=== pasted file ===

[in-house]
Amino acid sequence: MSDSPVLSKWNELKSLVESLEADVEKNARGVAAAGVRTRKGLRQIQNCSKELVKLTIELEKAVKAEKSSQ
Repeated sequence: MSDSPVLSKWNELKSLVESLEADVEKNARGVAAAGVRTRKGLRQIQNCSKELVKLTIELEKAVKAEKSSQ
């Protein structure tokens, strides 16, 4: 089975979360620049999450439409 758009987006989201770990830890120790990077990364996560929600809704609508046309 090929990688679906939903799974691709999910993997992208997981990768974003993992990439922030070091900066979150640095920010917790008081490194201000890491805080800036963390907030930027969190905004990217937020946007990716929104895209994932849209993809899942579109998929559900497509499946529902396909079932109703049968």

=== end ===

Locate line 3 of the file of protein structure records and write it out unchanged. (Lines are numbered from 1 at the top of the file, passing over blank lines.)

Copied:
Repeated sequence: MSDSPVLSKWNELKSLVESLEADVEKNARGVAAAGVRTRKGLRQIQNCSKELVKLTIELEKAVKAEKSSQ